The oppressive heat of the summer returned, just like that. Judy spent half of the day burrowed under her boyfriend’s covers and the other half splashing around with her four-year-old cousins. She saw no connection between the two. Lover and mother were still separate for her.
When she woke up the next morning, there was a message on her phone: “We need to talk.”
No we don’t, Judy thought. She knew where it was heading. Still, it was as sneaky as the summer itself, a shock to shake her out of her complacency. Because why couldn’t she just be comfortable?
She didn’t love him, so it shouldn’t have mattered. Or at least that’s what Judy told herself.
After it happened, her friends sent texts, checking in. They stung even though they weren’t meant to. Like she was some kind of pariah, her singlehood the equivalent of a stray dog.
On one level, she was sad for him. He would miss the days of shorts and sun dresses. On another, she was sad for herself. She wasn’t ready for this. She thought it’d be another two years, one at the least. Fun, and maybe something will grow. She had no idea that he had wanted more.
Regardless, he had stumbled out of her life as easily as he had sauntered in. Judy refused to cry. She felt angry, as if they had just had a fight that would never be resolved.
The resolution was their separateness and she wanted it to stick, but she wanted the whole thing to have been... better.
She wanted a hug and a kiss and goodbye, not slamming doors and ignored text messages. She should have done it herself, sooner, but she was reveling in not being so serious, for once.
All he cared about in the end was his stupid sweater, folded safely in her dresser. He hadn’t wanted her to borrow it. “Cashmere,” he had said, “expensive.”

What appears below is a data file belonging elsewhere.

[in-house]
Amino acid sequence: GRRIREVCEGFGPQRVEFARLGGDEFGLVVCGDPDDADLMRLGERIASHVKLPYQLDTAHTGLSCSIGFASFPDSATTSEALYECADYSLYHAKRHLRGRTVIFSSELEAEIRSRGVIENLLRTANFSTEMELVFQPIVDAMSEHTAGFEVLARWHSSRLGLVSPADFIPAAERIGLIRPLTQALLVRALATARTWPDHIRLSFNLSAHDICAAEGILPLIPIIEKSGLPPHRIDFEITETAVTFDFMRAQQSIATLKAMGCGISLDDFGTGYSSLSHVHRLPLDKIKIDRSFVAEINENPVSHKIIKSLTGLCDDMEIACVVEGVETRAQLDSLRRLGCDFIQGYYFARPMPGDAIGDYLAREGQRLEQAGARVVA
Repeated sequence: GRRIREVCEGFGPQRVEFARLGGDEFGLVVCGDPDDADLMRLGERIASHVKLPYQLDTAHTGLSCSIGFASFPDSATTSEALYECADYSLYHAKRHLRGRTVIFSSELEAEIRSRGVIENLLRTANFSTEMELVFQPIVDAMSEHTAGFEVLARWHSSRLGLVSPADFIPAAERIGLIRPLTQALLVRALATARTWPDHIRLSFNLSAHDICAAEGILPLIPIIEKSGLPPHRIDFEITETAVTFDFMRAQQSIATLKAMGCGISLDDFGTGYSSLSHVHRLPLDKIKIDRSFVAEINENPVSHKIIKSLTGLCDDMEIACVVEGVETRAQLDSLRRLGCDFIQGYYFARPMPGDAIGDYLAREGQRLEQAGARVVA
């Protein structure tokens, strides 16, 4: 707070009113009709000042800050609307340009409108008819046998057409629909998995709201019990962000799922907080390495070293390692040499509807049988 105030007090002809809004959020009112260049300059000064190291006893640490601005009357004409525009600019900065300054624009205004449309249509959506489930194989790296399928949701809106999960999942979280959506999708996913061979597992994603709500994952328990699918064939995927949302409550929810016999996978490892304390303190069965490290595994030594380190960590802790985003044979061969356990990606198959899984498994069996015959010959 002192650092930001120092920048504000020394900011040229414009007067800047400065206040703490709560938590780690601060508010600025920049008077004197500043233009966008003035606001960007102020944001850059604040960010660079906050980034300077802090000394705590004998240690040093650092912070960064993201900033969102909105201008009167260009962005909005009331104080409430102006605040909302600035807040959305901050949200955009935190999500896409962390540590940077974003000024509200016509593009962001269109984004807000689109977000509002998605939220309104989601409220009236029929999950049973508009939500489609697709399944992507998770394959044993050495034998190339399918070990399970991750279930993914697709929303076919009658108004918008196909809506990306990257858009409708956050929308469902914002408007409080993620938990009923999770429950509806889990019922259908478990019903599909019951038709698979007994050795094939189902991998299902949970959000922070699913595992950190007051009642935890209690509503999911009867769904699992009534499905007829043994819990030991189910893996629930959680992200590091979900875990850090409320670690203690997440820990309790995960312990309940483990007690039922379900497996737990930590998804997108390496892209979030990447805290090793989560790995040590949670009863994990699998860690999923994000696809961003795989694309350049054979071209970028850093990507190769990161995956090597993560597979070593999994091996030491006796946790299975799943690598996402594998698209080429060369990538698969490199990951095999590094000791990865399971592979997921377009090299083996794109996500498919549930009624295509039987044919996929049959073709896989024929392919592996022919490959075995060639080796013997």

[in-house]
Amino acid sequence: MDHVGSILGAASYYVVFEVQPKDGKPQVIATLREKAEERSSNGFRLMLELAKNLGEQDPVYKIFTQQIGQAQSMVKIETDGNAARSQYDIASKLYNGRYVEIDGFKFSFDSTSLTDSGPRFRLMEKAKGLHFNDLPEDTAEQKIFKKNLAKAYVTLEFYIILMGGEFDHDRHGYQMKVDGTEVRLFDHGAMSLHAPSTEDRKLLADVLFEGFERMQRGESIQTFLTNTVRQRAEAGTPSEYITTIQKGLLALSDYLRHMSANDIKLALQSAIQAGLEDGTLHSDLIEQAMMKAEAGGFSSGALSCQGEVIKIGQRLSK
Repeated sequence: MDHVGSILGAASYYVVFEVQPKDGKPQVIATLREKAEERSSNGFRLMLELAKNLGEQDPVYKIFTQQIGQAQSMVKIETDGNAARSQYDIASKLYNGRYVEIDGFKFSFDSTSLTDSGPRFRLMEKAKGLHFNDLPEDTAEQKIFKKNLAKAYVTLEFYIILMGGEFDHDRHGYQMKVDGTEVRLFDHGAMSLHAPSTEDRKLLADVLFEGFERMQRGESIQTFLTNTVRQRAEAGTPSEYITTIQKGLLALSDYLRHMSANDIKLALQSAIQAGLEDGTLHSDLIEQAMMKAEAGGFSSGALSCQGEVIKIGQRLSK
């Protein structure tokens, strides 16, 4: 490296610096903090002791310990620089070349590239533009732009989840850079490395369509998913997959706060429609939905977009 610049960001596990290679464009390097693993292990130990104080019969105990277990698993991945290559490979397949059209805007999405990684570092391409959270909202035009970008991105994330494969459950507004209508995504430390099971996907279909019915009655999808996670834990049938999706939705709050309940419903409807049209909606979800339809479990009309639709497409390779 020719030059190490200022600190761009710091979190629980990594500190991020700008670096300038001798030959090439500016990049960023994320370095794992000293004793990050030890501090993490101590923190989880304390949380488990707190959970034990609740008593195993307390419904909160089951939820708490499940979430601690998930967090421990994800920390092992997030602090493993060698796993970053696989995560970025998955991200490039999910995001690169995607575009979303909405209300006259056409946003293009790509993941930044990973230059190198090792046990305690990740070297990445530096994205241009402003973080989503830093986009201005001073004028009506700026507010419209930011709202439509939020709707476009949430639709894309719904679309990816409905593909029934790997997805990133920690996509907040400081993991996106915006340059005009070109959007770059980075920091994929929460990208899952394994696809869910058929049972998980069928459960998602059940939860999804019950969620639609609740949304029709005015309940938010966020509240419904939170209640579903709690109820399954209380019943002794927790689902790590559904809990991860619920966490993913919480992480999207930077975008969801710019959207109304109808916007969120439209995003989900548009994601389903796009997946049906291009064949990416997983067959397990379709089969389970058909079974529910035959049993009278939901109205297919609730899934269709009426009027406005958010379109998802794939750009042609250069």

He came back for it five minutes after she had locked him out.
Judy sat by the door, observing his knocking and pleading text messages like they were happening to someone else’s house, someone else’s cell phone.
She wanted to laugh. She couldn’t believe he had come back for the fucking sweater. After twenty-five minutes, he walked away, sent her a message about his “last request.”
Finally, Judy laughed. She laughed until tears came to her eyes and a warmth crept through her body.
The warmth concentrated and she looked down. Fresh blood seeped through the white shorts she would never wear again. Judy had never been happier to see it. Lover and mother were still separate for her.
Logan Rose moved from a small town to a big city to chase her dream of telling stories. Now, she is a legal copywriter at an ad agency: writer being the key term. Outside of work, her writing deals with love, fear, and the intimate relationship between the two. Visit her at logancrose2017.wixsite.com
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